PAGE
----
Restaurant Reviews

Mr Liquor’s Dirty Italian Disco, Sydney review

The new Pinbone adventure, Mr Liquor’s Dirty Italian Disco, is here for a good time not a long time, but the times are very good indeed.

By Pat Nourse
Mr Liquor's Dirty Italian Disco
I don't know what to make of the doughnut labelled "bother me". It's stencilled on the wall along with a dancing pig holding a bottle of wine, a sausage, a slice of pizza, a dancing can holding a pizza, a dancing slice of pizza holding a bottle of wine, and a love heart beribboned with the word "pizza". Interesting move for a restaurant that doesn't sell doughnuts or sausage or dancing pigs. Or pizza. Maybe they'd make more sensed inked on someone's glutes. Or a pencil case.
On the other hand, the phrase "self-serve coolroom full of really great wine" is something I can grasp straight away. That, plus a new outing for the Pinbone mob makes an excursion to Mascot a "when" proposition rather than an "if". Yes, the name Mr Liquor's Dirty Italian Disco smacks of a brainstorming session that needed more brain and less storm. It's consistent with some aspects of the look and feel of the place that are a little grating in their overreach, and the "fun" colourful clothes the staff are encouraged to wear bring to mind the scene in Office Space in which Jennifer Aniston gets rebuked for not wearing enough pieces of flair to work.
But if your idea of a good time runs to getting together with a bunch of pals to graze over plates of olives, a few things on toast and/or a few things that go with bread, then seguing to a tasty hunk of protein or a plate of pasta over a good, well-priced bottle or six, it turns out these things are easy to forgive.
The former drive-through of the Tennyson Hotel that now houses Mr Liquor's Dirty Italian Disco.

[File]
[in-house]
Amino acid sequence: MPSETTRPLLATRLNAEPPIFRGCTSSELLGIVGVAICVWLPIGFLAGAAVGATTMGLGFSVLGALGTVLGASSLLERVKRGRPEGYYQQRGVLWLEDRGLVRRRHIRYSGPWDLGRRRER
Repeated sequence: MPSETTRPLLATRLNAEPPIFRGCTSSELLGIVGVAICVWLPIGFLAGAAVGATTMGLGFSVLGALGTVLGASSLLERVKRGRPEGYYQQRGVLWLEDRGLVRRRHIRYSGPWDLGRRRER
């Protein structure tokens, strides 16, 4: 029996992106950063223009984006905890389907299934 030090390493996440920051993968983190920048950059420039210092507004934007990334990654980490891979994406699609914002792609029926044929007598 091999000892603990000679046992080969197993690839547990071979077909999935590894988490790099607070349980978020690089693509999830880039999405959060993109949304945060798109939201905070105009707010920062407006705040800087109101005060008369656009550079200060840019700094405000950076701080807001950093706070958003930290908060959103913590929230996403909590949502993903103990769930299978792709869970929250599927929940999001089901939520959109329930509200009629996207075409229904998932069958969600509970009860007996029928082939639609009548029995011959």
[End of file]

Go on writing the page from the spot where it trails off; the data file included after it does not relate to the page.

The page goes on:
And as much "fun" as there is being pushed (mini-neon signs on the tables, the offer of tambourines, god help me), there's plenty of unforced amusement as well. The place is set in what used to be the drive-through bottle-shop of the Tennyson Hotel. The pub itself has fine Deco lines outside that give way to downlights, a smoking nest and pokies inside. You might have dropped in there if you were in a hurry to find a cash machine or relieve yourself. The rejigged bottle-o, though, is full of life. The ceiling is high, the floor is concrete, the noise is substantial, and when the roller doors are open at lunch you might be lucky enough to see the odd Commodore SL roll up in search of a carton of throwdowns and a packet of darts.
I wish whoever put the exclamation marks on the menu ("Please order at the bar!" "Fresh bread!") had taken things to their logical conclusion (Polenta! Corn! Chervil! Credit card payments incur a 1.5% surcharge!). You could certainly justify putting one next to the 'nduja. Chefs Jemma Whiteman and Mike Eggert make a version of the volcanic Calabrese spreadable sausage that's as spicy and porky as you'd expect, but with a brightness of flavour that's all its own.
If we're going to get typographical, I'd put an asterisk (or that fantastically catty nail-painting emoji) next to a couple of dishes to mark them optional. The white beans, zucchini and pangrattato (gluggy, but not in a fun way), the vegetable gratinato with Taleggio sauce (Taleggio refuses to be tamed by man or beast) and the grilled calamari (needs more grilling) spring to mind.